entire artistic team works in tandem to deliver another solid issue in a series that hasn’t failed to amaze.
Hawkeye #20 brings its tangent back seamlessly. What we’ve learned, though, is that Kate Bishop is every bit as heroic as Clint Barton, and if need be, she could easily survive in her own series. Where we’ve seen, more and more, men showing a lack of respect for women, we should be thankful for people like Matt Fraction. The man knows how to write a strong heroine, making her powerful, intelligent and fierce. He’s clearly defining Kate Bishop as a role model for women.
Batman: Futures End #1
(DC – writer: Ray Fawkes and Scott Snyder; artist: Aco)
In another world, Batman’s greatest intellectual rival would not be Ra’s Al Ghul, but Lex Luthor. Or maybe this is what the future looks like?
It’s five years in the future this month at the carnival that is DC, and the ride is called “Futures End.” Bruce Wayne is old and nearly completely broken. He sports an exo-spine and can only suit up as Batman with a cocktail of pain killers and stimulants and a special suit that will hold his frail self together. Wayne is trying to find a way to make sure he stays Batman forever, and cloning seems to be the answer. Problem is, the solution Wayne needs is locked up in one of LexCorp’s labs.
Batman doesn’t match wits with a physical Luthor, but faces him in the guise of one of his security systems. An ever-present hologram of Luthor (is it live or a recording?) taunts the intruder and questions how anyone could best his system, theorizing it could be Luthor himself.
I’ve recently come across the terms “head canon” or “personal canon,” but the theory is something I’ve been practicing as long as I’ve been a comic book fan. Hey, I’m a Luddite in many ways and miss out on lots of things in the greater pop culture-verse. Basically, personal canon boils down to: what makes sense to you as the uber-fan of a particular universe, no matter what “officially” happens that you may disagree with, is your truth.
My personal Bat-verse borrows heavily from the respective works of Grant Morrison and Scott Snyder. Batman: Futures End (story in part by Scott Snyder) seems like a logical extension of either of their work. So, high marks on the issue from me. Batman, logically, should have a finite end. He’s a human being, after all. Per Morrison, Batman franchises himself out to physically fresh talent. With Snyder, I give much weight to his “Twenty-Seven” story, where an infinite stream of Batmen face their mortality and need to find a successor before passing the mantle.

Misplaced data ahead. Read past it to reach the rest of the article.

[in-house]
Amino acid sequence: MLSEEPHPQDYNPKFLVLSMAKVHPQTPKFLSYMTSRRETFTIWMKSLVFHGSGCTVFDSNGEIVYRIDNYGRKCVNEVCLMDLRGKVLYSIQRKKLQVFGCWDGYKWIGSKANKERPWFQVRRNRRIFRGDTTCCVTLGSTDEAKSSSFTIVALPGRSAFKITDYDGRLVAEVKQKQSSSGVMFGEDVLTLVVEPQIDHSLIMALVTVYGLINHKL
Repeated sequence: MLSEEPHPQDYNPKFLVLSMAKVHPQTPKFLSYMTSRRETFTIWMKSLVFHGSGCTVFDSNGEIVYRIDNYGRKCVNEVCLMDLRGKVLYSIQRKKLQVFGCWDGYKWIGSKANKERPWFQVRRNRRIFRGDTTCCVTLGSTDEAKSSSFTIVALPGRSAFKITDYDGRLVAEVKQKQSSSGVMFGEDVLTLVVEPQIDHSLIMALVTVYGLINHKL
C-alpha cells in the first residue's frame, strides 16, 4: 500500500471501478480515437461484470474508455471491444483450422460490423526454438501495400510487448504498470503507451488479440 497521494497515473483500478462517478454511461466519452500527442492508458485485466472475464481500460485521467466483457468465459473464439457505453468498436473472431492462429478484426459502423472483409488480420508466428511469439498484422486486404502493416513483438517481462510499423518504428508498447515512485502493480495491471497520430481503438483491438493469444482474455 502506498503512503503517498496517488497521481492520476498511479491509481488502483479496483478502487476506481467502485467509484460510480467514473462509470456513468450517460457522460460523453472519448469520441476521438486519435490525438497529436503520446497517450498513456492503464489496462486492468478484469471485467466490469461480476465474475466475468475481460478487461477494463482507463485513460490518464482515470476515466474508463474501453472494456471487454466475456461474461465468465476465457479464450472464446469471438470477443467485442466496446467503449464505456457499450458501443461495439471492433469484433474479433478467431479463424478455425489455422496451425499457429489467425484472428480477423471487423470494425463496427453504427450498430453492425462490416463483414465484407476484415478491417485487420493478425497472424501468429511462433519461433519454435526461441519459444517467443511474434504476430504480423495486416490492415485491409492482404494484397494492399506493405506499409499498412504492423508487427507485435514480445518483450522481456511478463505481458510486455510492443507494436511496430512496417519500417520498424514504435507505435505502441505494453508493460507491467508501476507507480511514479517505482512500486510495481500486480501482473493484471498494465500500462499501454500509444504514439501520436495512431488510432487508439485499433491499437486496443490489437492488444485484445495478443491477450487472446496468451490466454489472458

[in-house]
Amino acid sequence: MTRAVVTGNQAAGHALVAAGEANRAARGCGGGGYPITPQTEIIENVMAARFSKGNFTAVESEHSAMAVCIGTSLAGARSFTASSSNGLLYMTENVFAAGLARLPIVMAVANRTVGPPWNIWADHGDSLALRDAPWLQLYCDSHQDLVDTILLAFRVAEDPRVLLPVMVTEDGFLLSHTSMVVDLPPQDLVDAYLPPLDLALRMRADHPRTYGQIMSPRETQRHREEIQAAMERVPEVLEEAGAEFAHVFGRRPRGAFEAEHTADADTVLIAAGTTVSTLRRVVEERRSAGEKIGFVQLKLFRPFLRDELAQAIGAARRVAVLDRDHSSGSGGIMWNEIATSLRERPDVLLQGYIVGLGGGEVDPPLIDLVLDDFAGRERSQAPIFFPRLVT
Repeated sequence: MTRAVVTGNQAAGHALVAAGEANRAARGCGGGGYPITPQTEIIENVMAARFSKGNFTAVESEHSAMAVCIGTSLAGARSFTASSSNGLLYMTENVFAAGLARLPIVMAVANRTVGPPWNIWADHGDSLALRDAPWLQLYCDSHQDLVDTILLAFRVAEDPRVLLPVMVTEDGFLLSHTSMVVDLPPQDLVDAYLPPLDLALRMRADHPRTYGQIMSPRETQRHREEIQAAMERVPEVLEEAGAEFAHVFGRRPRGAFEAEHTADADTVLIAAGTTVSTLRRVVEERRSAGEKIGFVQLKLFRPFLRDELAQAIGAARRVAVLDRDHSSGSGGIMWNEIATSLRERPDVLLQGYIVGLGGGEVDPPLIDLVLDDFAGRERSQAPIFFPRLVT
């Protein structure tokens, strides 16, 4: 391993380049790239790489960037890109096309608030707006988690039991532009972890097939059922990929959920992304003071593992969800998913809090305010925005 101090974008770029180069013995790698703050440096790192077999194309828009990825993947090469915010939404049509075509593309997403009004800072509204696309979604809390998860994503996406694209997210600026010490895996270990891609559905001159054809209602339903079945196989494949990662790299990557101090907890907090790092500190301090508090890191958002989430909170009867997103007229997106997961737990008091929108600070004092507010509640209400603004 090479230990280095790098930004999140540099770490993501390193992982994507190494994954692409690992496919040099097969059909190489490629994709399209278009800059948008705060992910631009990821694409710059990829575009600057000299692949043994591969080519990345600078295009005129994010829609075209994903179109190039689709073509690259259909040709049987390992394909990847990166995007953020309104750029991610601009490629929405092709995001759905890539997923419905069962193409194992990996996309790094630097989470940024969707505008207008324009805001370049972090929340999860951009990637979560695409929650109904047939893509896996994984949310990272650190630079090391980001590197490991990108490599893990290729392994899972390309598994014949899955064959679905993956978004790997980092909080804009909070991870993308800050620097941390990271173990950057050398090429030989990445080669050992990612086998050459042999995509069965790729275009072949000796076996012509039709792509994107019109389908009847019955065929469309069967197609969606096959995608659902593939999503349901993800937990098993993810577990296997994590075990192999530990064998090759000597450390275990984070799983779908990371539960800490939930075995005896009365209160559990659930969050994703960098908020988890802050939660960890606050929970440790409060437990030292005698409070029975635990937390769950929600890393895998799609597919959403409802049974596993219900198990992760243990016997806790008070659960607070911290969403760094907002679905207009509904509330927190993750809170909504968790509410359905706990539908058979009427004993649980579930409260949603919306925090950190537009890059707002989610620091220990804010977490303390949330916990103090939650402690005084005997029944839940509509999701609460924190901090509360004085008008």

Author Ray Fawkes and co-writer Snyder do their best to give some sort of closure at the end of this issue, but we are not in a world of “one and done” comics. To achieve real closure, one will have to read “Futures End” in its entirety, or at least hope our future has in store affordable trades for our preferred DC characters.
The ending does pull the heart strings. Alfred, ever the voice of reason in the Batcave, pushes Wayne to retire and consider the good he’s done to be the final statement on his life’s work. Wayne, never one to rest on his laurels, or really just a megalomaniac, remains singularly focused: “Gotham must always have Batman. No matter what happens to me. Always.”
(Dark Horse – writer: Carlos Trillo; artist: Eduardo Risso)
For years, comic books were derided by the mainstream media as entertainment for children, with articles about the medium often having headlines like “Biff Bam Pow!” and the like. Weirdly, I think that helped the good spaceship comic book move away from children’s entertainment at a pace comparable to light speed. Well, that and the fact that the majority of people reading comic books were adults who had stuck with it since childhood, with less and less new kid readers climbing on board. Simply put, comics for children were few and far between for a while. Which is why the fairy tale Red Moon is a breath of fresh air in a weird way, since it’s good comic book entertainment that’s targeted at children.
Dark Horse has released this hardcover collection of short tales centering around a half-fairy tween with fiery red hair and personality named Moon and the odd cast of fantastic characters that she goes on adventures with. Specifically, Antolin – an acrobatic boy her age who she embarks on her first major quest with to rescue her kidnapped father, the ruler of the Kingdom of Burien. Along the way they meet various talking animals, a woman who trains an army of cats, a tiny strongman and quintuplets who can become a human tower. The book gets much stranger than this, though, as Moon and Antolin also have adventures in a cursed land called Never and have to discover the secret of a giant’s weakness in another kingdom ruled by a witch named Yaga. It’s fun stuff, but definitely targeted towards a younger reading level.